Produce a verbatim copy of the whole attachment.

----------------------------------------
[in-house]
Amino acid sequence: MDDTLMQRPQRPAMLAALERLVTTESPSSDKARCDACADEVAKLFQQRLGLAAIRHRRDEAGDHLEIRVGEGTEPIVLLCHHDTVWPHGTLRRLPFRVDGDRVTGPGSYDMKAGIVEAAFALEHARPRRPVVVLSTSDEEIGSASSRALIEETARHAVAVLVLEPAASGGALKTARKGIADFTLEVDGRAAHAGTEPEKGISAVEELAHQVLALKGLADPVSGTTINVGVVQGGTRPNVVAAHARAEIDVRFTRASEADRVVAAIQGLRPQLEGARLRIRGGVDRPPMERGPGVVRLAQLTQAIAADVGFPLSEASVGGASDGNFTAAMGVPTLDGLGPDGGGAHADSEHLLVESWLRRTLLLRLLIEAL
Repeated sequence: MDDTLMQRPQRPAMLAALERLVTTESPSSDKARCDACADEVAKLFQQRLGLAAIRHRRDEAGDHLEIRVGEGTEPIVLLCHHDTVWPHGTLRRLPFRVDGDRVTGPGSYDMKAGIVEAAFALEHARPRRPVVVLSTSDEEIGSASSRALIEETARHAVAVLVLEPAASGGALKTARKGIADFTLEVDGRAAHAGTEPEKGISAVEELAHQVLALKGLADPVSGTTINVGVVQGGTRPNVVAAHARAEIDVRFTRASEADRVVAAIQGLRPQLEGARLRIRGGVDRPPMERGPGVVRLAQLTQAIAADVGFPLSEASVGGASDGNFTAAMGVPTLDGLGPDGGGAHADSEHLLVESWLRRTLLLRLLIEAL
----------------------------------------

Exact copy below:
[in-house]
Amino acid sequence: MDDTLMQRPQRPAMLAALERLVTTESPSSDKARCDACADEVAKLFQQRLGLAAIRHRRDEAGDHLEIRVGEGTEPIVLLCHHDTVWPHGTLRRLPFRVDGDRVTGPGSYDMKAGIVEAAFALEHARPRRPVVVLSTSDEEIGSASSRALIEETARHAVAVLVLEPAASGGALKTARKGIADFTLEVDGRAAHAGTEPEKGISAVEELAHQVLALKGLADPVSGTTINVGVVQGGTRPNVVAAHARAEIDVRFTRASEADRVVAAIQGLRPQLEGARLRIRGGVDRPPMERGPGVVRLAQLTQAIAADVGFPLSEASVGGASDGNFTAAMGVPTLDGLGPDGGGAHADSEHLLVESWLRRTLLLRLLIEAL
Repeated sequence: MDDTLMQRPQRPAMLAALERLVTTESPSSDKARCDACADEVAKLFQQRLGLAAIRHRRDEAGDHLEIRVGEGTEPIVLLCHHDTVWPHGTLRRLPFRVDGDRVTGPGSYDMKAGIVEAAFALEHARPRRPVVVLSTSDEEIGSASSRALIEETARHAVAVLVLEPAASGGALKTARKGIADFTLEVDGRAAHAGTEPEKGISAVEELAHQVLALKGLADPVSGTTINVGVVQGGTRPNVVAAHARAEIDVRFTRASEADRVVAAIQGLRPQLEGARLRIRGGVDRPPMERGPGVVRLAQLTQAIAADVGFPLSEASVGGASDGNFTAAMGVPTLDGLGPDGGGAHADSEHLLVESWLRRTLLLRLLIEAL